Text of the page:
But there’s no doubt that we are more willing to pay extra for products that address our personal needs. According to Forbes, 77% of us will pick, recommend and pay more for brands that provide bespoke products or experiences. However, personalised beauty isn’t enough on its own. Other factors come into play for a custom business to achieve success. We just aren’t going to hand out more of the contents of our purse to a brand we cannot rely on to provide beneficial, long-term results.
Trusting bespoke beauty
As an emerging sector, trust is a big component that bespoke beauty is reliant on anyway. It’s easy for doubts to arise about the effectiveness of customised products when 1) these brands are so new, and 2) there is no physical contact involved to evaluate our individual beauty needs.
The current technological offering to understand our beauty needs is exciting, don’t get me wrong. Neutrogena launched their own face-scanning app to track your skin’s health and give personal recommendations. Elsewhere, popular personalised brand Function of Beauty asks you to take skin, hair and body quizzes to customise their products. But technology is a fast-developing area so we can expect the possibilities for customisable beauty to only advance more in future.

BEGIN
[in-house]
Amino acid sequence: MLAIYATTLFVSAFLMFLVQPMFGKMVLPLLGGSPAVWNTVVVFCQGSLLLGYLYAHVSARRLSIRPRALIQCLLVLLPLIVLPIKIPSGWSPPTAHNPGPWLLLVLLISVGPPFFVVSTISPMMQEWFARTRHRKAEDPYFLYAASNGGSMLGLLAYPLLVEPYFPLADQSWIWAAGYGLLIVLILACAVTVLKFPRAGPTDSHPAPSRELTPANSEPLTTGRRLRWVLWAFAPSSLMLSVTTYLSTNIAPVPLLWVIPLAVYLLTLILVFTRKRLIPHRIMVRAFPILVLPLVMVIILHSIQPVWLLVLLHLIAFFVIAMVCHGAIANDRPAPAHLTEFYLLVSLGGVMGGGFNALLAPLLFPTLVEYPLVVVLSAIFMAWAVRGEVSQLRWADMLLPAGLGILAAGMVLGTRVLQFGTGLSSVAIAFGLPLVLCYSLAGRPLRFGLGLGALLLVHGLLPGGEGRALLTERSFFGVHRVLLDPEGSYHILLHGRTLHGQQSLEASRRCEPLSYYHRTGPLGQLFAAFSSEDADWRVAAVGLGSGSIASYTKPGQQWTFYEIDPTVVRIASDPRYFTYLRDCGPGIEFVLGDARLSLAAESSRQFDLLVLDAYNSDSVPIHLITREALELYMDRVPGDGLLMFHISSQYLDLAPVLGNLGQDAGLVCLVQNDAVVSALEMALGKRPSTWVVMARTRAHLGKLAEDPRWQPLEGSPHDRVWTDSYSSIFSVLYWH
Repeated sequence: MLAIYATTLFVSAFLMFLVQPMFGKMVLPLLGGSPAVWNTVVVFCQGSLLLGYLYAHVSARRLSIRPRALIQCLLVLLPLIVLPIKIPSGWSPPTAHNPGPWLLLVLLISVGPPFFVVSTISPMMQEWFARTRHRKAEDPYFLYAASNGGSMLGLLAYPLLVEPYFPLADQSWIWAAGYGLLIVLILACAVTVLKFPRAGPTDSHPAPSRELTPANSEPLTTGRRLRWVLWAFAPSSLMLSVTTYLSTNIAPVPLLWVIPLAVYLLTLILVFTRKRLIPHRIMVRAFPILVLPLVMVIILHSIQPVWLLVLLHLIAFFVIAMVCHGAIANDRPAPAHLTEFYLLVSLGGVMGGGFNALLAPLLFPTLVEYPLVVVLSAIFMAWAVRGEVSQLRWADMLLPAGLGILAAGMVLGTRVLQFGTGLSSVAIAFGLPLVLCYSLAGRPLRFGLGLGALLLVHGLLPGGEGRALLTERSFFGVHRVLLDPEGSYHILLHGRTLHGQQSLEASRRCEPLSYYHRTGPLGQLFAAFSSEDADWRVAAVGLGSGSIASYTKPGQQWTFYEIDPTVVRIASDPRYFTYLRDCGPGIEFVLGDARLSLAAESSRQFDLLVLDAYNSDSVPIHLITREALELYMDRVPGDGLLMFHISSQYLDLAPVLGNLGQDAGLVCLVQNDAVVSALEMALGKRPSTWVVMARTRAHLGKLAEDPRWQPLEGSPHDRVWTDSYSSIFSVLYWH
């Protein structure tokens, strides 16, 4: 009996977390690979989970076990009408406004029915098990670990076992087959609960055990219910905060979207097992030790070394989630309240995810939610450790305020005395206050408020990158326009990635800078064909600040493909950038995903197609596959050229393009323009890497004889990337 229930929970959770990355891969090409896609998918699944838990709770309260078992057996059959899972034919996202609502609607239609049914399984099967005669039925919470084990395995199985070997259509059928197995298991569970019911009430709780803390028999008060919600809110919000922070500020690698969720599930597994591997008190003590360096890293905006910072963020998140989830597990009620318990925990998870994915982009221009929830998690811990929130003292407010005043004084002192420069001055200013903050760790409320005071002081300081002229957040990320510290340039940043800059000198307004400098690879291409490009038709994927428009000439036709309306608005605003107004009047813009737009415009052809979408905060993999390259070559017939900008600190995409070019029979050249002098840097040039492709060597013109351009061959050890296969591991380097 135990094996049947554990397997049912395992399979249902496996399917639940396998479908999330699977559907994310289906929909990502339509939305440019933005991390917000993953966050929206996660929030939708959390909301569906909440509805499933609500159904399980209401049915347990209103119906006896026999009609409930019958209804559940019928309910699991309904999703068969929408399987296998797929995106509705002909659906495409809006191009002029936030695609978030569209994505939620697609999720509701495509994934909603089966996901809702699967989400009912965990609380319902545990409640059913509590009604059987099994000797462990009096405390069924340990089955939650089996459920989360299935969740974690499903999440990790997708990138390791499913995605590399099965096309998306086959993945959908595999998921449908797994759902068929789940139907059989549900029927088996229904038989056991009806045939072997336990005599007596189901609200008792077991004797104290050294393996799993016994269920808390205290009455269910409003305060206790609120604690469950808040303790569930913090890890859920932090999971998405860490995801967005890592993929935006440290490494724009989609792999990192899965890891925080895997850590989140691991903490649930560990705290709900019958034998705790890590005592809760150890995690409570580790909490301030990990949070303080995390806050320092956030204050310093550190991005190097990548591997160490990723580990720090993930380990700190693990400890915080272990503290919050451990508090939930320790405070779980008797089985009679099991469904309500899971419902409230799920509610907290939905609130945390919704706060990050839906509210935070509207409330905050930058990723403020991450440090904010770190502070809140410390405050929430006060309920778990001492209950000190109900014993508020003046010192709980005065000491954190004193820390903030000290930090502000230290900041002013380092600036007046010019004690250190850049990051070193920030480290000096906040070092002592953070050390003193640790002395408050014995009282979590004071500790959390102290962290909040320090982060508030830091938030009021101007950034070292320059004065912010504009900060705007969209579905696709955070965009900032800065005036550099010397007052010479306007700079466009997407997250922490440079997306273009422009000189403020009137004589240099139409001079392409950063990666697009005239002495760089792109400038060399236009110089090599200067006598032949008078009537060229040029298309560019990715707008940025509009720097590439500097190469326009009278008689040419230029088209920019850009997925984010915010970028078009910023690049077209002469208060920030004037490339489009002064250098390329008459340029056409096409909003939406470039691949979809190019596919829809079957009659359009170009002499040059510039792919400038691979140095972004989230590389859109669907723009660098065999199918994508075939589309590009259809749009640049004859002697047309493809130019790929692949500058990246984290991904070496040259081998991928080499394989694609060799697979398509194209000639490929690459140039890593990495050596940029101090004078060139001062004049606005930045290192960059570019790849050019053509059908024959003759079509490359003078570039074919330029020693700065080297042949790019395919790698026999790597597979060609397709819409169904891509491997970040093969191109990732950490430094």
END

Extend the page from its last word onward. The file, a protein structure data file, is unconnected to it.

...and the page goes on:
Skin microbiome testing
One of the most innovative methods set to dominate bespoke beauty and skincare is skin microbiome testing, of which Skin Trust Club is a specialist. The company sends you a kit to swab your cheek surface. This tells their scientists about your skin microbiome, which is an indicator of your skin’s health.